Gonzaga. My brother.

If there were a contest for the greatest smile, attitude and laugh on the planet- I would bet all the cows, elephants, money, and matoke in the world that my brother Gonzaga would win.

Tom, Laura and I have laughed so many times about recording and downloading Gonzaga’s laugh as our phone ringer. Just sitting at Laura’s house working a few weeks ago, the three of us got inspired to call Gonzaga and could not contain our smiles as the sound wave “reader” for the recorder on Skype fluctuated with his nervous laughter. It is like nothing I have ever heard. It’s almost like he is literally exploding with LOVE and HAPPINESS.

Smiling, no matter what.

 

In his young 20s, Gonzaga has been faced with many obstacles few of us could hardly imagine. Losing his father last year to HIV, he has become the head of the family caring for his brothers, sisters, and mama who live hours from the parish. He is trying to start a pig business so there is sustainable income for the family (his start up amount is almost comedic and comparable to what we spend on our cell phone bills every month). Having the pig business will ensure security/survival for the family, most importantly assisting in pay school fees for all of his siblings.

His family lives hours from the parish house at the school where Gonzaga was our program organizer, leader, and friend. He was our contact for EVERYTHING 6:30am (sometimes earlier) to midnight every single day. His normal role at St. Bonaventure is to learn from the priests, lead all events at the school, organize functions, run to get petrol when the generator is out and the mzungus need electricty, pump water into sisterns for the parish house, speak/give mass, build structures, wash cars and clothes, and anything else that gets delegated to him by the priests. Gonzaga is also in college where he and many other Ugandans are forced to wait by one single, shared slow computer to have electricity- he needs this to type the masterpiece thesis he has developed.  When not in theology college, the home and parish responsibilities exist hours apart from each other-and let me tell you, travel within East Africa isn’t easy, comfortable, affordable, or reliable. It’s like a game every single day trying to communicate, be on time for anything, or travel. Somehow, he finds his way through it all with a smile and even manages to find a few shillings and enough electricity to call us in the states and hear our voice for a few seconds sometimes. Gonzaga-he does it all and he does it selflessly.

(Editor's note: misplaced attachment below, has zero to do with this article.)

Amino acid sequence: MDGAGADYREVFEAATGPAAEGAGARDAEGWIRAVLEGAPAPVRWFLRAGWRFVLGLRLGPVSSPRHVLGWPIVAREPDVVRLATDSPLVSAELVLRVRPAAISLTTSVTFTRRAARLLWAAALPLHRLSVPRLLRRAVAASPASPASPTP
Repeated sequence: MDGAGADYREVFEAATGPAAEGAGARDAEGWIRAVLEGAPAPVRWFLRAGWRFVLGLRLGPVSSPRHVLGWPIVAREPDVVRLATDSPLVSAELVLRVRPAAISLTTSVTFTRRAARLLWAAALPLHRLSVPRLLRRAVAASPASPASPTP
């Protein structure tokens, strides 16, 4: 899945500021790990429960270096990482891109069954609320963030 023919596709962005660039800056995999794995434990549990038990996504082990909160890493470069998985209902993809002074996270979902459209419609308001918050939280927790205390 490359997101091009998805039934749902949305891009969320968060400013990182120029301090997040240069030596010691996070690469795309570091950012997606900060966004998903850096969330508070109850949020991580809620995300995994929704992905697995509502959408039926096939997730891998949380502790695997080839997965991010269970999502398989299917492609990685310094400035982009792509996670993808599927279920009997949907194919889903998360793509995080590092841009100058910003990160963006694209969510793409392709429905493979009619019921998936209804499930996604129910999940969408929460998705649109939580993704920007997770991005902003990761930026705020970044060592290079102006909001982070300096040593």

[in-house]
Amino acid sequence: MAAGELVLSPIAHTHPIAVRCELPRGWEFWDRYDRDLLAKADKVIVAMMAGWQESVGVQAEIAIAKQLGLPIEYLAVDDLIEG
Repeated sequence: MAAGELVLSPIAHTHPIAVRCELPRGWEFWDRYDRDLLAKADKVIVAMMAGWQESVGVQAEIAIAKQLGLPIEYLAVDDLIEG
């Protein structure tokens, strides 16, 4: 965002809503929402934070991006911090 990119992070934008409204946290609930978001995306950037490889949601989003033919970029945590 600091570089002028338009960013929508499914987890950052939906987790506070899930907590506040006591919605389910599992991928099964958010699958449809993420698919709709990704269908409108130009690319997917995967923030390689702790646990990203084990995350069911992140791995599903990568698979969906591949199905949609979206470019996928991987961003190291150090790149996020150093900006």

Gonzaga is full of LOVE and positivity despite his daily survival struggles, internal pain from loss and pressure to take care of family-school-the parish-the kids-visitors-himself. He is COMPLETELY and utterly full of energy at 6am and 11pm-even on an empty stomach, in sweaty dirty clothes, and after another night of sleeping on the cold floor.

The Gonzaga Connection.

Gonzaga and I had so many connecting moments. The first day we walked for water with the kids, Gonzaga grabbed my hand and held it walking down the dirt road. I know what you’re thinking, but it wasn’t like that. This was pure human love and it was about sharing. People in Uganda don’t just walk along side you and stay silent. They don’t ignore you, they don’t fear the human touch. In Uganda, you never feel alone- you feel LOVE. Gonzaga shared his love with me, as my brother, and said,

“Erin, please tell everyone where you are from THANK YOU for  LOVING us- we love them too and hope to meet everyone someday. Water is life-  you are giving us life.”

This was only one of many moments that we held hands and talked, sometimes it seemed like hours. I remember walking in the dark holding hands eating chapti with Laura, Tom and Gonzaga after hiking to the top of a mountain to get the best sunset shot. I remember his constant statements about Love, Water, and Sharing. What an incredible young person who can see GOOD in everything despite his own life’s struggles.

I love this man, my brother. We are siblings because of the clans we belong to and Laura is his mother. Tom, well, Tom is probably the best buddy he has ever had and his brother as well.  So, here we are-family now and missing Gonzaga’s loving smile and nervous laughter.

Photo by Elbee Studio

Photo Reflection by Erin Huber|Drink Local. Drink Tap. Director

See more photos at: www.flikr.com/photos/dldt Read more about our Uganda project 

 

 

 

 

 

 

 

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